How often do you check your smartphone during a single day? Have you ever counted? Do you even care?
A new study indicates that smartphone behavior has yet to be proven as addictive but checking phones dozens of times day represents unconscious behavior that is extremely repetitive.
The study by Lancaster University and the University of Lincoln looked at phone use over 13 days using a an app which time stamped when usage began and ended. Results showed that people tend to underestimate how much time they are on their phones.
From this data, researchers were able to calculate the number of total hours and the number of checks for each day, with a check defined as any usage lasting less than 15 seconds.
The study found three key points. First, smartphone usage is repetitive and consistent for each person; second, a standard survey was unable to predict these behaviors; and third, future phone checking frequency can be predicted with very little data.
For example, the researchers found that if you check your phone 80 times a day, you are likely to repeat that behavior every day.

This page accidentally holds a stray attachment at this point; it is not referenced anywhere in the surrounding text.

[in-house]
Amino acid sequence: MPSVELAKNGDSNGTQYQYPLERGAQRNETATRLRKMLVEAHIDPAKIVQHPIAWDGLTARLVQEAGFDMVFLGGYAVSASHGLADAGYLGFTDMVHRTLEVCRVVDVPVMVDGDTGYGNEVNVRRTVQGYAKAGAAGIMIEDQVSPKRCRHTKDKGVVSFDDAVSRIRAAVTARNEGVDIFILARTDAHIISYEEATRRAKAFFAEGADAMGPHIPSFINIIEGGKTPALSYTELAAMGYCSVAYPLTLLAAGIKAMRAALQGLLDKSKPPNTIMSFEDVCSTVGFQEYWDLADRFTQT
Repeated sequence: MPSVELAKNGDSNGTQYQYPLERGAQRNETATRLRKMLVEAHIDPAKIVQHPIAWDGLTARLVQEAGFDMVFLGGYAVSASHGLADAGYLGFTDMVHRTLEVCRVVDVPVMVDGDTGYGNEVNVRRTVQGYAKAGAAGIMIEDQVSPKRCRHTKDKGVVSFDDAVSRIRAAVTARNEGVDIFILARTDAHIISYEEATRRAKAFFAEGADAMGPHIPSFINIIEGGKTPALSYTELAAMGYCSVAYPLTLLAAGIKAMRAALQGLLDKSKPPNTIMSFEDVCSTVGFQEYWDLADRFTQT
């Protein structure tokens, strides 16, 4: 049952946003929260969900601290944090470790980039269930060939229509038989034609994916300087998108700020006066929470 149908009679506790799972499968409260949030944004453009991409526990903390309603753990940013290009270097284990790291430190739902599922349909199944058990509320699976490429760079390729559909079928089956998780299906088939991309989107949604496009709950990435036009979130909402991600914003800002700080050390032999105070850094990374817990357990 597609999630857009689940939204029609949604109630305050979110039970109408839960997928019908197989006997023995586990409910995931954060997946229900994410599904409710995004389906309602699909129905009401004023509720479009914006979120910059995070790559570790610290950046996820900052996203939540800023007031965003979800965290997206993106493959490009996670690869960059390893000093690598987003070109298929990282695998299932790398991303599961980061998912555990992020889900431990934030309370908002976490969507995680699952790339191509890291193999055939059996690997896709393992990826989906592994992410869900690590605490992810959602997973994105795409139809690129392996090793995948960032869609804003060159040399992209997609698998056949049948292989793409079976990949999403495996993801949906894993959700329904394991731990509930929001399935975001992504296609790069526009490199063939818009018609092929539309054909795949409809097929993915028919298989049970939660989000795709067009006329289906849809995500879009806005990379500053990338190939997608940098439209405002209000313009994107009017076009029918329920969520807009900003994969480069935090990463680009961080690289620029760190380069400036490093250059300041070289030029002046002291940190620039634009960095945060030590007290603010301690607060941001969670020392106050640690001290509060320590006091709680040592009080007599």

"Multiple checks could indicate an absent-minded use of mobile phones, which is habitual and unconscious,” said Tom Wilcockson, researcher at Lancaster University.
While most research into smartphone use has been limited to surveys and questionnaires, which have shown to be unreliable, the research from Lancaster and Lincoln documented actual usage from the app.
This might help in future studies to understand the effect of screen time on health and well-being, researchers said.
The full research can be found in the journal Cyberpsychology, Behavior and Social Networking.